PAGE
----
Amidst a pandemic that has the entire nation struggling with the effects of COVID-19, the federal government has approved a $2.2 trillion relief package aimed at helping millions of Americans.The Coronavirus Aid, Relief, and Economic Security (CARES) Act includes provisions for unemployment, cash stimulus payments, student loan debt, retirement accounts, and more. Here are the highlights:
1. Grace Periods for Mortgages
Homeowners with federally backed mortgages can apply for grace periods of up to 180 days if they suffer a coronavirus-related hardship. During any forbearance period, no fees, penalties, or additional interest will accrue. There is a 60-day foreclosure moratorium that began March 18 for federally backed loans. Contact your lender for more details.
2. Eligibility for Cash Payments
Every adult earning $75,000 or less per year ($150,000 for married couples) will receive a one-time stimulus payment of $1,200 each.For every child under 16, households will receive an additional $500. For example, a family of four earning less than $150,000 a year would receive $3,400. Qualification is based on adjusted gross income on your 2019 tax filing. If you haven’t yet filed for 2019, your 2018 return will be used.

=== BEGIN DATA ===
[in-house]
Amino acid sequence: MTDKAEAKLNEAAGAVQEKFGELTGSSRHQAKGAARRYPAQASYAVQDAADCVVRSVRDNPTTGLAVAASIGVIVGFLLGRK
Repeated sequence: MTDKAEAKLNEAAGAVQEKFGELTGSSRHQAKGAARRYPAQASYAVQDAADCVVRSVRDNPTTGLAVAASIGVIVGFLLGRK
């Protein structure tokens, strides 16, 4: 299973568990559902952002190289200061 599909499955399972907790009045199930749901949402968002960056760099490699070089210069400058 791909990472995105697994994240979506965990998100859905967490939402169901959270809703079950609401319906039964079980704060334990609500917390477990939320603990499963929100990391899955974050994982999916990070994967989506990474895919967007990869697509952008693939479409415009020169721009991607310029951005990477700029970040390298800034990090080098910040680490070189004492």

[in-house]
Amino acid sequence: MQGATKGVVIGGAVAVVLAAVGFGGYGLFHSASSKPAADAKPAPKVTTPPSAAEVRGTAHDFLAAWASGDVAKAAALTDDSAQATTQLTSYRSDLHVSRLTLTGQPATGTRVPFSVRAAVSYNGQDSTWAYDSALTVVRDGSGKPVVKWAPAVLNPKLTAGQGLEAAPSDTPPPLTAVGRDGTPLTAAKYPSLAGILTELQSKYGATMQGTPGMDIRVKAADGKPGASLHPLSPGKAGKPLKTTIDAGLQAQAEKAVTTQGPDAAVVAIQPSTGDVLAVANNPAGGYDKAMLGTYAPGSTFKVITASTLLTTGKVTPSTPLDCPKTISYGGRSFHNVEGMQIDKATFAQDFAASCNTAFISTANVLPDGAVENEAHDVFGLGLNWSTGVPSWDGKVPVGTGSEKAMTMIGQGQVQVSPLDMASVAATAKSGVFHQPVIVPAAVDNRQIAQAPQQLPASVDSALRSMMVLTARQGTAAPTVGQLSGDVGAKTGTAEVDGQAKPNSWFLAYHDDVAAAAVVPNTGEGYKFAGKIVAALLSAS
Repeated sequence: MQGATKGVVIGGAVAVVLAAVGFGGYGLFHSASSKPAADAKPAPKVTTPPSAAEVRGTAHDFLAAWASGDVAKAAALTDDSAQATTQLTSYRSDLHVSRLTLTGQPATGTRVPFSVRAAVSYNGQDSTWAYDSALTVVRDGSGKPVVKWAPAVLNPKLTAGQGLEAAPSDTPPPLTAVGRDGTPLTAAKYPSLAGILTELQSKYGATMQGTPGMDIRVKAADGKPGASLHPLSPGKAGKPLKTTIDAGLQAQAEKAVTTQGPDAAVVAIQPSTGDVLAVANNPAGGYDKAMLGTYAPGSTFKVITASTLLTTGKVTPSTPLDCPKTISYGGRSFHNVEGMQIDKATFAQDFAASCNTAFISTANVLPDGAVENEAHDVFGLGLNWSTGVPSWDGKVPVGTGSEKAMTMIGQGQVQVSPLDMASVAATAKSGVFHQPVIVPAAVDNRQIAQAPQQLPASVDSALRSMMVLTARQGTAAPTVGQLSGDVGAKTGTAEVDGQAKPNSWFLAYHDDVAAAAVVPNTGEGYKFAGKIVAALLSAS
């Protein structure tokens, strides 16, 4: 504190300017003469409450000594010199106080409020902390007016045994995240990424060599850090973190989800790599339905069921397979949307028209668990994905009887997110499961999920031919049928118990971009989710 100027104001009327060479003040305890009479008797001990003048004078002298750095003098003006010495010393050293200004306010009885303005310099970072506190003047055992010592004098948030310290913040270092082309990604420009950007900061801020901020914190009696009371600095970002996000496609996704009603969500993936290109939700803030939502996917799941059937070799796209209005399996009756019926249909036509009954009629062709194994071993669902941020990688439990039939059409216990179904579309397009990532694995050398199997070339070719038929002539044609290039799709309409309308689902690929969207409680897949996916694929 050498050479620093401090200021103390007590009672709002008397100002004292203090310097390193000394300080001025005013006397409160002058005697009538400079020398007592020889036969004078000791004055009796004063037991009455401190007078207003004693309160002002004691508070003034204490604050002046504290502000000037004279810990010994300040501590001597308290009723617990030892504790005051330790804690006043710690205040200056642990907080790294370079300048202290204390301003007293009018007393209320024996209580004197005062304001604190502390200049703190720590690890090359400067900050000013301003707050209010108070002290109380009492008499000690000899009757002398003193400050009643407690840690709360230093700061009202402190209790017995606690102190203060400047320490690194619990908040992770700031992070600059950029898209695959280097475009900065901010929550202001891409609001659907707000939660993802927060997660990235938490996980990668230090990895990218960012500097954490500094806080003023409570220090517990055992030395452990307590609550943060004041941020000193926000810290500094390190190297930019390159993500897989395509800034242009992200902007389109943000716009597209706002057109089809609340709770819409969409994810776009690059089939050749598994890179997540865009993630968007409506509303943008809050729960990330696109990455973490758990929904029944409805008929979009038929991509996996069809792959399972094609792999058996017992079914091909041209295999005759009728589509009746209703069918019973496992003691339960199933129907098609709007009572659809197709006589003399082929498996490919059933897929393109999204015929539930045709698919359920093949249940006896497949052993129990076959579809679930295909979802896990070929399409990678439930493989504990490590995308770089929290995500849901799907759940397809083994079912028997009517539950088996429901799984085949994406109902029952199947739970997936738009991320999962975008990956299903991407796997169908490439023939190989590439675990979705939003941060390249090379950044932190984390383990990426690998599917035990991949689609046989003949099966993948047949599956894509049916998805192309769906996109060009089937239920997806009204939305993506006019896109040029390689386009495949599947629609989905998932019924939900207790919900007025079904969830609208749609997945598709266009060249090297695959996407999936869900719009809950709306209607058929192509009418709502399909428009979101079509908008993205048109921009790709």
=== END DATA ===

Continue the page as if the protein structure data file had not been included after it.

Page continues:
3. Enhanced Unemployment Benefits
Those who have lost jobs remain eligible for state unemployment benefits. In addition, the CARES Act will add $600 per week in federal aid to the state benefit for a period of four months. Unemployment benefits have been expanded to include independent contractors and freelancers—groups that are normally not eligible for unemployment. The expanded coverage will continue through the end of the year.
4. Deferred Student Loans
Approximately 90 percent of all current student loans are federally-backed loans and are eligible for deferral. The government is already deferring payments and interest on student loans and the CARES act will extend the grace period through September 30.
5. Relief for Small Businesses
The Paycheck Protection Program, which is intended to help businesses retain their employees through the crisis, will provide loans for up to two and a half months of payroll, and full loan forgiveness if the loan is used for payroll, mortgage, rent and utilities. The loans will come from banks and will be backed by the Small Business Administration.
6. Changes to the IRA Regulations
If you have a tax-deferred individual retirement account (IRA) or workplace plan such as a 401(k), you’ll be able to withdraw up to $100,000 in 2020 without the usual 10% penalty. Any taxes triggered by a withdrawal can be paid over three years.